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Writer:Yuta Sakaguchi

Hi, I’m Yuta. I grew up and live in Yokohama, a port city near Tokyo. I once lived in Kichijoji, located in the western part of Tokyo. I love walking around a street and taking pictures. On my article I introduce attractions mainly of Tokyo with many wonderful pictures. Please enjoy them!

Kagurazaka: a town having Japanese atmosphere

May 5, 2015

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Hyogo Yokocho Alley


Kagurazaka is one of Six Hanamachi (Geisha districts) in Tokyo, of which tasteful townscape and a lot of restaurants such as old Ryotei (traditional Japanese restaurants) are attractive. It is located to the northwest of the Imperial Place and adjacent to the outer moat of the former Edo Castle. There are attractions such as alleys on which Ryotei, black-latticed walls and stone pavements create a Japanese atmosphere, Bishamonten Zenkokuji Temple, Akagi Shrine and mainly Kagurazaka Dori Shopping Street, which is crowded with many people. It is a valuable area where you can enjoy traditional Japan in Tokyo changing dramatically. Enjoy walking around Kagurazaka with a camera.

An Japanese restaurant


Kagurazaka has a long history. In the middle of 16th century the Ogo clan who had ruled the southern foot of Mt. Akagi in Gunma prefecture moved to Kagurazaka and built the Ushigome Castle near the present-day Koshoji Temple. At that time Akagi shrine was transferred from Mt. Akagi. When Ieyasu TOKUGAWA moved to Edo (present-day Tokyo) in 1590, Ushigome clan (renamed from Ogo clan) served Tokugawa family and the Ushigome Castle was demolished. After Tadakatsu SAKAI who became Tairo (chief minister) later built his residence in 1628 of the Edo period (1603 - 1868), lines of samurai residences stood along Kagurazaka Street. Bishamonten Zenkokuji Temple moved there in 1791 and after that an entertainment district was formed, which led to regional development as Hanamachi (Geisha district). In the Meiji period (1868 - 1912) samurai residences were demolished and Kagurazaka developed as a commercial district. It came to flourish as one of the most bustling shopping and entertainment districts in Tokyo after Kobu Railway Ushigome station (present-day JR Sobu line Iidabashi station) was established in 1895. It was referred to as Yamanote Ginza and developed further because it avoided damages by the Great Kanto Earthquake in 1923. Unfortunately the entire town was destroyed by the air raid in 1945 during the World War II but it was restored after the war and achieved the height of prosperity as Hanamachi in the 1950s. After that the number of Ryotei and Geisha decreased and it retains the traces of Hanamachi in a part of the town. Also it lost its position as an entertainment district to terminal stations such as Shinjuku and Shibuya. However it attracts people’s attention in recent years for example it was used as a location site for a drama in 2007, so it is crowded with many people as a sightseeing spot.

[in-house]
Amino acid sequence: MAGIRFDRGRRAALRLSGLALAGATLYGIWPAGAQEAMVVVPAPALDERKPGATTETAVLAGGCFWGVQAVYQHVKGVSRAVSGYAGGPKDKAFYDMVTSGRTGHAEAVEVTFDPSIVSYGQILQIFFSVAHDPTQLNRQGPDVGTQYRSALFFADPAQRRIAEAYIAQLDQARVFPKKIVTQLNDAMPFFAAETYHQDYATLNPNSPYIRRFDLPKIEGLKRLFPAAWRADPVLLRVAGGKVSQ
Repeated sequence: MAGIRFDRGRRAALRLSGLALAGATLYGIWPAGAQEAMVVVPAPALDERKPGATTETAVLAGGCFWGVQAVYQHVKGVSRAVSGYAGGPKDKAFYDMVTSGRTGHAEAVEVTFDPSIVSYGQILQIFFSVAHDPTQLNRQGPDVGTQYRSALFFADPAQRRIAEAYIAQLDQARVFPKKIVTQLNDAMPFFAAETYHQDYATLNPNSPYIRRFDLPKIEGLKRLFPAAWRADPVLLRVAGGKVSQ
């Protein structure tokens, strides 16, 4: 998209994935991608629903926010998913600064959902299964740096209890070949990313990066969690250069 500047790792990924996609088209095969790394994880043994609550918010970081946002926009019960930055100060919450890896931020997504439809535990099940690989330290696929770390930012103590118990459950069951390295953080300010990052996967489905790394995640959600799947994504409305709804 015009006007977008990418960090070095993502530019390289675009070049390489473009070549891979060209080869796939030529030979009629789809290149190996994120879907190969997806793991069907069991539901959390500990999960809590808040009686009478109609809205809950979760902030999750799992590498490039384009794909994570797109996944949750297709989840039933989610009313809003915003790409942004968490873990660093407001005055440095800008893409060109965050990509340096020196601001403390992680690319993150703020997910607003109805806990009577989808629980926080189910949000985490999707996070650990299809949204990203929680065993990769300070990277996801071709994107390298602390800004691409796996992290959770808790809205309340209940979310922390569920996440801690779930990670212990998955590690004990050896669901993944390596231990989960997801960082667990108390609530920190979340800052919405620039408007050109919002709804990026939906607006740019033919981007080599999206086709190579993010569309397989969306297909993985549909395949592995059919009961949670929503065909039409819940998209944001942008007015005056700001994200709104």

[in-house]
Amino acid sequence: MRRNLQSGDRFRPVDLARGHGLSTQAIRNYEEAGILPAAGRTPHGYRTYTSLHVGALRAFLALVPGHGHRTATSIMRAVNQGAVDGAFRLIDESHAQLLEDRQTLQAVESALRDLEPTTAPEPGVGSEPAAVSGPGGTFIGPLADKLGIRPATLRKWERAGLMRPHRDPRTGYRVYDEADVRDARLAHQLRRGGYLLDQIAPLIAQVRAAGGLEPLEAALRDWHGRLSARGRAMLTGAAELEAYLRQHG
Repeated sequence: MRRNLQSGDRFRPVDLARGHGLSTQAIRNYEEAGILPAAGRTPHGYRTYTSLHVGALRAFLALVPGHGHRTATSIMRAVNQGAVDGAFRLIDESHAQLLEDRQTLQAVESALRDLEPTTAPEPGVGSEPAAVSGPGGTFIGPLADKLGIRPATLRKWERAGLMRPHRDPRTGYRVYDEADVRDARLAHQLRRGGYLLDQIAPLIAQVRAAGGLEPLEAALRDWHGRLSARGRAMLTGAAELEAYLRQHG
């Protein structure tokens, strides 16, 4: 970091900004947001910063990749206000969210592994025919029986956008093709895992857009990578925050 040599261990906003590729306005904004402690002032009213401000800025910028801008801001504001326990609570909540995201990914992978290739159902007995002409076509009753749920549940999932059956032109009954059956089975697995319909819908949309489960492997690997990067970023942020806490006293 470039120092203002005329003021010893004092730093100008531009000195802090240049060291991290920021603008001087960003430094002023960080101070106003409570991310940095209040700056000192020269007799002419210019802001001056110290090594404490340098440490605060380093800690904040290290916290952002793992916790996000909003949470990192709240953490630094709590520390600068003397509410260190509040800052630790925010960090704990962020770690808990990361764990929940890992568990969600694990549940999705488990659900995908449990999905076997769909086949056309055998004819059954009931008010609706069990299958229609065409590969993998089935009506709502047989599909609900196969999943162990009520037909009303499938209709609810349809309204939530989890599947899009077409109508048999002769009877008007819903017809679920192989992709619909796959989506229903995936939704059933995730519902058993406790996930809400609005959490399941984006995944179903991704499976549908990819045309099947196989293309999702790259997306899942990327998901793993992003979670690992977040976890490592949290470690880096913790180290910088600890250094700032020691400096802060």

Kagurazala Dori Shopping Street and alleys

Kagurazala Dori Shopping Street

Kagurazala Dori Shopping Street is lined with various stores such as restaurants, boutiques and general goods stores. It features a lot of stores that deal with Japanese foods, Kimono (Japanese traditional clothes) or Japanese merchandise. There are alleys such as Kakurenbo Yokocho and Hyogo Yokocho on the north side of the street, and old townscape is preserved there. The places have very nice atmosphere created by Ryoteis and black-latticed walls on narrow alleys paved with stones. A stair in front of Bettei Torichaya (a Japanese restaurant) is also tasteful, which is located on the south side of the street. In addition to old Ryoteis, restaurants and izakayas (Japanese taverns) that old Japanese houses have been remodeled into have increased in the area.

Kagurazala Dori Shopping Street

Kakurenbo Yokocho Alley

The view of Bishamonten Zenkokuji Temple from Hyogo Yokocho Alley

A stair in front of Bettei Torichaya

Bishamonten Zenkokuji Temple

Bishamonten Zenkokuji Temple

Bishamonten Zenkokuji Temple is a symbol of Kagurazaka, which was moved to the town in the end of the 18th century. It is on Kagurazaka Dori Shopping Street and the vermilion-lacquered buildings add color to the town. In the summer a festival is held around the temple.

The main gate of Bishamonten Zenkokuji Temple

A festival in summer

Akagi Shrine

Akagi Shrine

Akagi Shrine is also popular among the local people. It has long history, which was moved to the present site in the 16th century. It is one of the three major shrines in Edo (present-day Tokyo) along with Kanda Myojin Shrine and Hie Shrine. The present main building is a modern glassed building, which was built under the supervision of Kengo KUMA, a world architect.

The main building built under the supervision of Kengo KUMA

Torii (the shrine gate)

Subordinate shrines



In addition, an Italian restaurant on the outer moat of the Edo Castle (the present-day Imperial Palace) called CANAL CAFE is recommendable. You can enjoy delicious foods seeing the moat. It has also a boat boarding point and you can ride in a boat for 600 yen per 30 minutes.

The outer moat of the Edo Castle

A town of French


Though Kagurazaka retains Japanese atmosphere, it is also known as a town of French. The reason is that there was Le lycee fran_ais international de Tokyo until 2012 and there is Institut franco-japonais de Tokyo, so many French people are living in Kagurazaka. A European hotel such as THE AGNES HOTEL AND APARTMENTS TOKYO blends into the town. Kagurazaka is an amazing town because you can enjoy not only Japanese foods but also French foods.


Kagurazaka is a town whose attractions are tasteful townscape and a fine variety of restaurants. I recommend you visit there when you stay in Tokyo.

Kangurazaka Wakamiya Hachiman Shrine

Atamiyu (a public bathhouse)